Saturday, July 13, 2013

Review: Red Rising by Pierce Brown

There is nothing so satisfying as finding a new author, except finding a new author of really good, solid science fiction. That author is Pierce Brown and the book is Red Rising.

When I started the book, I was not impressed. Brown thrust me into the world of a Helldiver and the mining caste of Reds, but the true nature of the Reds didn't become apparent until I was much farther along in the book. The first chapter was all right and the writing was clear, if a bit overwhelming with all the Helldiver action and pitvipers and such, but the story was was weak. I could find no connection to Darrow at all. He's a kid in my world but a man in his own world and a newlywed and a powerful man in his own with a strong drive to excel and exceed the limits. I did have a grudging respect for him on that score, but the beginning was still slow and I stopped reading Red Rising to read other more interesting books.

I came back determined to read through to the end and suddenly Brown caught fire. Darrow won his Laurel but didn't get it because the system would not allow a Red of his clan to win. As he watched his prize and the food going to the same clan that always won regardless of how much the Lykos clan produced, I began to get a feel for Darrow's world and his wife, Eo's, dream. What followed was rage making and poignant and the real world of Mars and the Color Caste began to emerge into a light dawning on a much bigger story that moved forward with harrowing speed and force. That is when I was well and truly caught into the juggernaut that is Red Rising.

I was fooled by Brown's almost laconic beginning pace, in spite of the Helldiver action, into thinking Darrow's story was just another knock-off science fiction story. I was wrong. The pace and suspense build and build to a focused and sustained screaming Hell ride into a story that pits strength and cunning against a decadent and decaying society in the first throes of its privileged demise. The ante continues to spiral upward until Darrow assaults the gods and heaven itself in a stomach churning, adrenaline thundering story with an ending that illustrates just how far Darrow has come from the comforting confines of mines and his world view. He has seen the stars and taken hold of destiny with a fierce grip.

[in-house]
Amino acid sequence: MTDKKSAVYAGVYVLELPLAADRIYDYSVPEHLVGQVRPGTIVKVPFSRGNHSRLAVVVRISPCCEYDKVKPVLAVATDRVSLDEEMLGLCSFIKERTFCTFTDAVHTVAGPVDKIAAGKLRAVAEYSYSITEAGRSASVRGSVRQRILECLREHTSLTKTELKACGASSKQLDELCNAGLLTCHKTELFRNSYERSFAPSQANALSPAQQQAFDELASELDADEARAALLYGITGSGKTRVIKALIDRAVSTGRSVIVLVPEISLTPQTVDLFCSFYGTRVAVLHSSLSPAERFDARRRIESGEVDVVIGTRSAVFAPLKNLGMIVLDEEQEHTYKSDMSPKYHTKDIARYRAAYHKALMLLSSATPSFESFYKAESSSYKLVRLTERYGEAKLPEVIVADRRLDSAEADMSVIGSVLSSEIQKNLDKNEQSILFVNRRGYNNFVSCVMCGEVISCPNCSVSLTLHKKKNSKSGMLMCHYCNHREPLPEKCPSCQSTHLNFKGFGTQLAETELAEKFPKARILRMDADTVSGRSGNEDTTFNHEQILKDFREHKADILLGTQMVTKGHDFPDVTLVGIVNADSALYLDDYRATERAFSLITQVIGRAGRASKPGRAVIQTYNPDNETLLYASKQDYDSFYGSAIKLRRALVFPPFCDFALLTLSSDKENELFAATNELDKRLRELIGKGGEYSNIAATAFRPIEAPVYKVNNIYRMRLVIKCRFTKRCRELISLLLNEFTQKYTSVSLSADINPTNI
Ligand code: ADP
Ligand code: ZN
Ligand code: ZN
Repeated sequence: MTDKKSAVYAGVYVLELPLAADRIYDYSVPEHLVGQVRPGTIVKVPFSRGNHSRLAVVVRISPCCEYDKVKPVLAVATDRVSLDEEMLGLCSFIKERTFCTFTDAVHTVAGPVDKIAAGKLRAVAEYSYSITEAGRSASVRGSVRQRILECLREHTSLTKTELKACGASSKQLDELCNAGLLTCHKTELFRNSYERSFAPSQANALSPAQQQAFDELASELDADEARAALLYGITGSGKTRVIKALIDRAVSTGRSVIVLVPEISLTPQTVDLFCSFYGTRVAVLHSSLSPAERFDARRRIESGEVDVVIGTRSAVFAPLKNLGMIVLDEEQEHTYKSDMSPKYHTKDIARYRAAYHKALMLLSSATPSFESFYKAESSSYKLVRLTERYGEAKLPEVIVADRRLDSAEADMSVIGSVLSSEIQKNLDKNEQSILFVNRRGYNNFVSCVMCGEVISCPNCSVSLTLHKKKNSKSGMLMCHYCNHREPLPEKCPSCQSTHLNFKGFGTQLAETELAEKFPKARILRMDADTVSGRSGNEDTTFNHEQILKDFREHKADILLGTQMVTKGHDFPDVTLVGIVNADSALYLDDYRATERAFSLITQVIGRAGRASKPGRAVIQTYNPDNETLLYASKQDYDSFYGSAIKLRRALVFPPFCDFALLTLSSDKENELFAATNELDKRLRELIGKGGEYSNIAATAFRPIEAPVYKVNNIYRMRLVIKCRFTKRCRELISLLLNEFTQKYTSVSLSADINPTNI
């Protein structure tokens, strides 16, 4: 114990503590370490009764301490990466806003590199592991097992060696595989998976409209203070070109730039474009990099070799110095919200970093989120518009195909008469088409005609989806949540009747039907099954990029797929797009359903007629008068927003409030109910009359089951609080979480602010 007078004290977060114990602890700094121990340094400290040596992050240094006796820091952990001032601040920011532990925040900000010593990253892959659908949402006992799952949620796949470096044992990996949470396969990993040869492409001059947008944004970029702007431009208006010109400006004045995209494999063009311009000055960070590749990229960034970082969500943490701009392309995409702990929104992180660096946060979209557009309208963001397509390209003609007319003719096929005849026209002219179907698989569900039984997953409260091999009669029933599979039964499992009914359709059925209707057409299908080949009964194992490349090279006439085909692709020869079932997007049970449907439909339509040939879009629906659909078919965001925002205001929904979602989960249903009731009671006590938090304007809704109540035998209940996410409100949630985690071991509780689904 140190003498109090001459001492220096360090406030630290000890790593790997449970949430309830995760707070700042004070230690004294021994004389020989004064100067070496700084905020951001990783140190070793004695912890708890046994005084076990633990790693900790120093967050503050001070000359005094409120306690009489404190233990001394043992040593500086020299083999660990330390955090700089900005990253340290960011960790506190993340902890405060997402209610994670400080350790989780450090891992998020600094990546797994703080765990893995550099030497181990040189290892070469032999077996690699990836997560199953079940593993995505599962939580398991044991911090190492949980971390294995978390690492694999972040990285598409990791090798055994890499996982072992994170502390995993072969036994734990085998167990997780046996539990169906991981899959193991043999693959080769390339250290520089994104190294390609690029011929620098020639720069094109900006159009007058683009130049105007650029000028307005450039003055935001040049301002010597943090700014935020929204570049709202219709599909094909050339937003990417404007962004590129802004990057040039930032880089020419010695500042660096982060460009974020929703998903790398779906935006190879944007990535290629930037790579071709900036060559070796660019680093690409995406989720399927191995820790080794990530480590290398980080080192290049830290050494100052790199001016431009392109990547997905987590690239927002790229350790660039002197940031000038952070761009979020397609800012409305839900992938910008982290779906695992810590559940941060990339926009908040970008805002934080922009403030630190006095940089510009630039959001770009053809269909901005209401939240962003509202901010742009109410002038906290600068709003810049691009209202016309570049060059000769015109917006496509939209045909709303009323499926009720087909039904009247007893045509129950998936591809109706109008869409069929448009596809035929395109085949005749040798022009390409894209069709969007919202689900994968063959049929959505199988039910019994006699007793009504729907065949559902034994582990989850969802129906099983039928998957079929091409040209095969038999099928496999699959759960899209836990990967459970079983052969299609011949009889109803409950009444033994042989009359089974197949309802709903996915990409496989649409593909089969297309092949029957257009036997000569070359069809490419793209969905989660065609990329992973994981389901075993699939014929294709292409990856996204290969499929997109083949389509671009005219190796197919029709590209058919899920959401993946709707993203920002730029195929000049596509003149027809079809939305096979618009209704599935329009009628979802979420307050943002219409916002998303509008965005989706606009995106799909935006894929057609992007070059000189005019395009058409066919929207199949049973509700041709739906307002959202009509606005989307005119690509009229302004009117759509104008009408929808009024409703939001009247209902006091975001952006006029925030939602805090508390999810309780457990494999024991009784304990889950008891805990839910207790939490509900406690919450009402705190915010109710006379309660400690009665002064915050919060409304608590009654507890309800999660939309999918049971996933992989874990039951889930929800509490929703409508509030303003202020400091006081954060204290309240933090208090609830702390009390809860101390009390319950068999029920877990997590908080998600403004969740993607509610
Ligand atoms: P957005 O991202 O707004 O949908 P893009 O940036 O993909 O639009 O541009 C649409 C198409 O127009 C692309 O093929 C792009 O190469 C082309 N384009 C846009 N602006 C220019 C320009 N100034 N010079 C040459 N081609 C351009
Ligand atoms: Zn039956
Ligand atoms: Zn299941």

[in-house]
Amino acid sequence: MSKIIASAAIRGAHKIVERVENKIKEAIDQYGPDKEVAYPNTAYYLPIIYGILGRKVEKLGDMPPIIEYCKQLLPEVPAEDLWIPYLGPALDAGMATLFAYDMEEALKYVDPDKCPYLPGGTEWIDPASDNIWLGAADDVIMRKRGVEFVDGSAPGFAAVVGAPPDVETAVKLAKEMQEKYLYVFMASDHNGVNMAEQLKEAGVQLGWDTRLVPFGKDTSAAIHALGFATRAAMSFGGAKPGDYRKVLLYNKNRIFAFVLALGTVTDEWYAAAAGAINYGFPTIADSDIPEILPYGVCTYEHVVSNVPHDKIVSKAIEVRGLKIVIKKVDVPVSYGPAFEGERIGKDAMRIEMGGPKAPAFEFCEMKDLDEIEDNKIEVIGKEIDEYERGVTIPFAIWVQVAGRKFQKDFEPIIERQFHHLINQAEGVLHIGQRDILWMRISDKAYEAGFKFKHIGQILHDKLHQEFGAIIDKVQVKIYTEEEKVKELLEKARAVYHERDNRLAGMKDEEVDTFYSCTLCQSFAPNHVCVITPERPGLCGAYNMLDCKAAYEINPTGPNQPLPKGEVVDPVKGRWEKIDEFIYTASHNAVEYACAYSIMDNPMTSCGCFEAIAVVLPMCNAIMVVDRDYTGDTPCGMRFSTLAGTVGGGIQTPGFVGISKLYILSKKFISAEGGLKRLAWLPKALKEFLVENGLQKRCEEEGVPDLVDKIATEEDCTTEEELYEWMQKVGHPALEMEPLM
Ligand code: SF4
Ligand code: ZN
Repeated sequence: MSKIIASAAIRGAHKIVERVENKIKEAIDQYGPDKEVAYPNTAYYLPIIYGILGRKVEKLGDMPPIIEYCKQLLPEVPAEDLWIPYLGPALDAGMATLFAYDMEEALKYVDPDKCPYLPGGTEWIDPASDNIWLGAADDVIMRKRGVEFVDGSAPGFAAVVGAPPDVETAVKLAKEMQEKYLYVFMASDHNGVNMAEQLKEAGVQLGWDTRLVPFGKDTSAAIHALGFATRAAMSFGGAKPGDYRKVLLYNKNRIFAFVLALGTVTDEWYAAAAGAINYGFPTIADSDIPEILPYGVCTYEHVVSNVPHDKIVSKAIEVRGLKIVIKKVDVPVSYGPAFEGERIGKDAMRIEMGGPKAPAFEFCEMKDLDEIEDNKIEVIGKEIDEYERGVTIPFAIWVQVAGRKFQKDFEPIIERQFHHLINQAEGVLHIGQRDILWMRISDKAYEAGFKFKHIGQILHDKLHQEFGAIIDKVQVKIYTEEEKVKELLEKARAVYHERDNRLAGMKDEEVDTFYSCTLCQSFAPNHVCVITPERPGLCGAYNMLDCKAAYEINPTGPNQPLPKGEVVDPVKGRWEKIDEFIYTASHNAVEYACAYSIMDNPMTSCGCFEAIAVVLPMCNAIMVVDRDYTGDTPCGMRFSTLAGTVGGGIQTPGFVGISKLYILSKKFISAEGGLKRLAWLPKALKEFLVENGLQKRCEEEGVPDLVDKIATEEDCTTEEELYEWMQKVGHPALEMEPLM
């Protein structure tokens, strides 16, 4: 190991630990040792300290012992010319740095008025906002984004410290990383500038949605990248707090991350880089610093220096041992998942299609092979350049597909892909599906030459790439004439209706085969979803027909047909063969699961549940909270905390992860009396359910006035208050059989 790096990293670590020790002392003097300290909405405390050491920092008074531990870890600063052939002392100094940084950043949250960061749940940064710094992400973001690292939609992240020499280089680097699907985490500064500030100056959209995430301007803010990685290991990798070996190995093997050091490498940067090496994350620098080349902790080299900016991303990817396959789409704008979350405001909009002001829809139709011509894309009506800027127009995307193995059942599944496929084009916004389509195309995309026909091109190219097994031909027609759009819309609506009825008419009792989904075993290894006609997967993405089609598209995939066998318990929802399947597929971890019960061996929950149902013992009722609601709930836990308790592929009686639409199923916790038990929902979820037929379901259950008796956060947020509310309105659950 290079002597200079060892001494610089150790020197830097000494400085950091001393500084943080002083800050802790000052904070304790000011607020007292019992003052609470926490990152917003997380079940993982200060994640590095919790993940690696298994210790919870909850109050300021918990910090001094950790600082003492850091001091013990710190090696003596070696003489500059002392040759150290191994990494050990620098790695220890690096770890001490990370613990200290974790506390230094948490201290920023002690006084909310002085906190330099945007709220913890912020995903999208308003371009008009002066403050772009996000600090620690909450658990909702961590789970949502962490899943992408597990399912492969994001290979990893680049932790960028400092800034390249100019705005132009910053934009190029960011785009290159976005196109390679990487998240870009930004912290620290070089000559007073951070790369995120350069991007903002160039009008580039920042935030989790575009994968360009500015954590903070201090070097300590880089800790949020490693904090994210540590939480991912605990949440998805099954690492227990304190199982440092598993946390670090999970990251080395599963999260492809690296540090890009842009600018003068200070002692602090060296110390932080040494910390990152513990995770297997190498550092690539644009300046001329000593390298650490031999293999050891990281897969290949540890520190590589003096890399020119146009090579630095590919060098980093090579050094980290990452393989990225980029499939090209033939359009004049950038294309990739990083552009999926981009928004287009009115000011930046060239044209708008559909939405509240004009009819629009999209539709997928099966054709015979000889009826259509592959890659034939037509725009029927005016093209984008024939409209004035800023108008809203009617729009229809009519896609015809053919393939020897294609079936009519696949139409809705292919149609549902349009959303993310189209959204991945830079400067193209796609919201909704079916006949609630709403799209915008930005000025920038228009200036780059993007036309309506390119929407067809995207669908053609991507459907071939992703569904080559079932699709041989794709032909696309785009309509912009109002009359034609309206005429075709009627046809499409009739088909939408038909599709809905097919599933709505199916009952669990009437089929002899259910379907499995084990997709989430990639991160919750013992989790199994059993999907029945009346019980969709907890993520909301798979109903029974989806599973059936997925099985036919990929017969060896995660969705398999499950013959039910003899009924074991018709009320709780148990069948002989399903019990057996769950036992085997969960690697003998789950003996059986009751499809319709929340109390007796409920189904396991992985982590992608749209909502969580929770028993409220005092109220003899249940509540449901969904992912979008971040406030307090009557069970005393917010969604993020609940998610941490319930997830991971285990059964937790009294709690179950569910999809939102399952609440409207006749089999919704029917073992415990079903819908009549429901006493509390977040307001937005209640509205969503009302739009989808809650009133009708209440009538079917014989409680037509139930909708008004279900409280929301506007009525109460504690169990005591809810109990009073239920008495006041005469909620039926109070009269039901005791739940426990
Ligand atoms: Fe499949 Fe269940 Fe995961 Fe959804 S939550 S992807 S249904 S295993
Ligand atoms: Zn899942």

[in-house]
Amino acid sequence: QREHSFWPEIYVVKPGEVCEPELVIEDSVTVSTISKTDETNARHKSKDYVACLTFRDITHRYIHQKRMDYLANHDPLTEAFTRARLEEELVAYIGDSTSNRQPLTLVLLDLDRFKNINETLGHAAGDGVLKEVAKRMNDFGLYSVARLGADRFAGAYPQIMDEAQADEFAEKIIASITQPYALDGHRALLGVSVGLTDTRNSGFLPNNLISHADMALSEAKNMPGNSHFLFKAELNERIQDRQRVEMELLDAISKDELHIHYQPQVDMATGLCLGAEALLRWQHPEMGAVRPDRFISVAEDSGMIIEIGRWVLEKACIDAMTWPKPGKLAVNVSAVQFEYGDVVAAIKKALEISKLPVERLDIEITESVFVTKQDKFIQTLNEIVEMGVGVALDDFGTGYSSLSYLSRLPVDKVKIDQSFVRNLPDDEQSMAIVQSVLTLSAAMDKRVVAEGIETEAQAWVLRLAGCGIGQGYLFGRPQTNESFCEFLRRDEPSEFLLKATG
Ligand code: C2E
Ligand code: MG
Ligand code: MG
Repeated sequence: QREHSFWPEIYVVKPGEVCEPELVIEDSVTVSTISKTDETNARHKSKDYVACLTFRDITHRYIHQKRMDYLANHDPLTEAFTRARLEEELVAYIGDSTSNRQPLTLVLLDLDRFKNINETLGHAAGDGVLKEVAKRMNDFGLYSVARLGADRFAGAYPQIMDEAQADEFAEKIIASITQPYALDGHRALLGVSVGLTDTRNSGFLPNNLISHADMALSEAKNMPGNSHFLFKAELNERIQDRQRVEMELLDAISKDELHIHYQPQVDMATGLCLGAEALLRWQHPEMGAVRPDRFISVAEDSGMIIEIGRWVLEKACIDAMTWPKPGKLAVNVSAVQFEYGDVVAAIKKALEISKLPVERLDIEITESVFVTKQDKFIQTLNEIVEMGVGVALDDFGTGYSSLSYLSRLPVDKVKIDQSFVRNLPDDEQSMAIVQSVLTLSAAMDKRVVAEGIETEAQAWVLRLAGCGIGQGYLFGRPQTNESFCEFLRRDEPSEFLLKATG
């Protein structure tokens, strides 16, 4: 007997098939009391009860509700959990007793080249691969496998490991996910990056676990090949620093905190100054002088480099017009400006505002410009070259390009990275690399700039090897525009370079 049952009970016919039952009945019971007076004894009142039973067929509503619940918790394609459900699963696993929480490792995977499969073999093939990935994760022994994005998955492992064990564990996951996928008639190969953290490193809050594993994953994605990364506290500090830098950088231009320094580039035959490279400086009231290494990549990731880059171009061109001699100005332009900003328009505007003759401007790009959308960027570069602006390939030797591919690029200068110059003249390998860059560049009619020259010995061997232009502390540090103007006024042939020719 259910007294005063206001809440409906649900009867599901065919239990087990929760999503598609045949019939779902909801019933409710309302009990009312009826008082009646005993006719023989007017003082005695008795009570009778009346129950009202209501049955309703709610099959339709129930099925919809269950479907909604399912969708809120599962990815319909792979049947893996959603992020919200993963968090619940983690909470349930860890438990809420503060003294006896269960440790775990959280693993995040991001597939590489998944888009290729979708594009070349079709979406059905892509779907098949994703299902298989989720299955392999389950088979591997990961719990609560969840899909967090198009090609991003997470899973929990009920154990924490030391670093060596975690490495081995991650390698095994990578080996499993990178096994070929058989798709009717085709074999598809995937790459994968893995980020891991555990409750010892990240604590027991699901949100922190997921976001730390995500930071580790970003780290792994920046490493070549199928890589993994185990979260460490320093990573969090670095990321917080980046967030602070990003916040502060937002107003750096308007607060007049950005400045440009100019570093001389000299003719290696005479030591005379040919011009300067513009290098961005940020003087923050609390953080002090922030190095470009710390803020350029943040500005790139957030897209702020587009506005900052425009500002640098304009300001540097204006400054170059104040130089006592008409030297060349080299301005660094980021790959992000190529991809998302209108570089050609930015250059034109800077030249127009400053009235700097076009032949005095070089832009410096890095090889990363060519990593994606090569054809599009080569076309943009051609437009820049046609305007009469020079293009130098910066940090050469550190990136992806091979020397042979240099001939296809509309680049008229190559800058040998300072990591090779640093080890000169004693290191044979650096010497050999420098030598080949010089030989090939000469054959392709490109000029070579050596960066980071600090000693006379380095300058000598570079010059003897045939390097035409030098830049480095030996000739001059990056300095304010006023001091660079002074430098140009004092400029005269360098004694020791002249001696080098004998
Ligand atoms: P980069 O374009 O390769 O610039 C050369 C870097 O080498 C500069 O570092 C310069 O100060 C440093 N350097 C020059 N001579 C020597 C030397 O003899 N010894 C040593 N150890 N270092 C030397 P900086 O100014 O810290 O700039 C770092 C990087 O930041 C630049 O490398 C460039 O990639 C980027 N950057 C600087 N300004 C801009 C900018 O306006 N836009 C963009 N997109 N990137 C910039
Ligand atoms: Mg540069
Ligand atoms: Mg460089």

Red Rising is a heady mix of hard and soft science fiction with a fiercely wild heart. Although based loosely on the Roman and Greek pantheon of gods and goddesses, Brown has build a solar system of stunning breadth where slavery is a colorful necessity and power corrupts and changes those that can adapt in new ways. The science and medicine is fascinating and the political maneuvering breath taking in its scope, reminiscent of the best of Robert A. Heinlein and Roger Zelazny without the use of their hierarchies or ruling systems. This is quite simply the best science fiction I have read in decades. The only downside is that this is the first of a trilogy and doesn't debut until February 2014 and I have at least two more years to wait for the next installment.

With a first book like Red Rising, I anxiously await the rest of Brown's vision.

For its slow start, I give 4/5 stars, but I'd say this book is closer to 4.5 stars. It is after all only one chapter that fails to sing with the power and intensity of the rest of the novel.